Final Fantasy XV - A Reflection
Final Fantasy is a series that is in the forefront of most people's minds again, thanks to the recent release of FFXV.
After the onslaught of advertising, the delays, the "development hell" that this game has been through, the dust has finally begun to settle on what is, ultimately, an evolution of the series - and a pretty decent game this time around. As such, I feel the time is ripe to think back on the series as a whole, to see how we got here!
The original Final Fantasy game famously began as a last ditch effort to save an unsuccessful company - and the results of its success can be seen today. However, the Final Fantasy games of yore don't even remotely resemble the current state of the series - neither narratively nor interactively.
In particular, the first five games in the series focused more on a high fantasy setting. They would, more often than not, involve mystical crystals that provided life to the world, and a party of heroes who were tasked with restoring their light. Usually the antagonists were also rather simple - trying to take over the world via the crystals' power, or to destroy it entirely. This setting is also revisited in Final Fantasy IX - the last of the series' main games with a purely fantastical setting.
The science- fiction angle prevalent in the newer games made its first major appearance in Final Fantasy VI (my personal favourite of the series), where a major narrative conceit was the concept that magic was gone from the world, and technology now reigned supreme - complete with "Magitek" which effectively replicated the effects of actual magic. The resurgence of magic plays a huge role in FFVI's plot.
Other games in the series tend to have worlds where magic and technology coexist, but don't necessarily explore these in depth. It appears as a kind of sub-theme in FFX, with a race of outcasts - the Al-Bhed being outcasts precisely because they use technology that is forbidden by the world's religion.
A different plot beat which is brought up in quite a few of the games is the idea of a power-hungry empire that must be fought against. However, more often than not, defeating the empire is not the endgame - a larger threat usually surfaces.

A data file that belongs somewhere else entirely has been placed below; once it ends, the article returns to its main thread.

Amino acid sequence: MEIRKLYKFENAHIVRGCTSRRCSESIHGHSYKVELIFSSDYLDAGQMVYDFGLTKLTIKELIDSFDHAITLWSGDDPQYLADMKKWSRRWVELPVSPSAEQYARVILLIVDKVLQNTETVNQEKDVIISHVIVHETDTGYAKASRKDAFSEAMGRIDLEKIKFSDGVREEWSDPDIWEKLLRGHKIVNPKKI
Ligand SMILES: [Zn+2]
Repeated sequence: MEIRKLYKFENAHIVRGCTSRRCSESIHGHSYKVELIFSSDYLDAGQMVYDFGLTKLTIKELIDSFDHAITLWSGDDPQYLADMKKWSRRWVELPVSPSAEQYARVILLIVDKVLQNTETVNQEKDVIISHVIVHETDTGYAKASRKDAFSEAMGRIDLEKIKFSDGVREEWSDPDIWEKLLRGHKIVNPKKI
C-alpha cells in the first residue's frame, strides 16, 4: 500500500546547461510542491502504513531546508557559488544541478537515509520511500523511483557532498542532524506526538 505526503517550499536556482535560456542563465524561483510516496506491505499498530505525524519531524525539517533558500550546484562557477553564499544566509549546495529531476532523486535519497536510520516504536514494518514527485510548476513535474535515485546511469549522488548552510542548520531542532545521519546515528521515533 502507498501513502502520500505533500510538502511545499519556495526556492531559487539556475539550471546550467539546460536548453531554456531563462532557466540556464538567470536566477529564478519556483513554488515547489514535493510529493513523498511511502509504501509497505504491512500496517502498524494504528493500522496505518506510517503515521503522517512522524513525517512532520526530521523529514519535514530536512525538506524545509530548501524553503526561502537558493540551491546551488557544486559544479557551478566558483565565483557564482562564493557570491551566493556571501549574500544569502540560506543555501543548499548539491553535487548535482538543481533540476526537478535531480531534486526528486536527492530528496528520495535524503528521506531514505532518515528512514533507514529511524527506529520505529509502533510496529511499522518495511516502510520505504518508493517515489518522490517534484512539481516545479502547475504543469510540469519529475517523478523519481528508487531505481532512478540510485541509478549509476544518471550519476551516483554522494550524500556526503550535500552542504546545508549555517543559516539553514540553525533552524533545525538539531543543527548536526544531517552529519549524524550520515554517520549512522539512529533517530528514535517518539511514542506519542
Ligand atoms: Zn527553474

The reason I speak about these themes is that they all appear heavily in FFXV's plot - but only when you are dealing with the world-ending sections of it. The Kingdom of Lucis (Noctis' home) relies mostly on magic to protect itself. Meanwhile, the Empire is heavily reliant on technology, and experimentation.
Final Fantasy XV's world ending plot is very reminiscent of prior installments in the series, albeit with a fresh coat of paint. Where FFXV dares to differ massively is in the dynamic of the heroes of the story.
More often than not, the main party is gathered during the events of the narrative, and they get to know each other through journeying towards a common goal. Only in the very first three games (and in some spinoffs) were the party together for close to the entirety of the game.
Final Fantasy XV takes this conceit and explores it. It quickly becomes apparent that the 4 guys you have running around are close friends, and have been for quite some time. While they aren't always getting along perfectly among their travels, their relationships feel real. I believe that this is largely due to their small, silly conversations, but also the relatively mundane tasks they undertake in the earlier portions of their journey.
From pushing their car when its broken down (and arguing while doing so about whose turn it is to steer), getting it repaired, camping out and sorting out what to eat for dinner, right down to some of the side quests you undertake ("could you pick me up some beans?"), their time together completing all these silly tasks feels right at home. In this game, more than any other, I felt that the party meshed well, and wanted only good thing for all of them.
Hopefully, Square Enix can springboard from this return to form of the Final Fantasy series, and move on to even bigger and better things. In my opinion, after the missteps that were Final Fantasies 12 and 13, they've demonstrated that they're on the right track once again.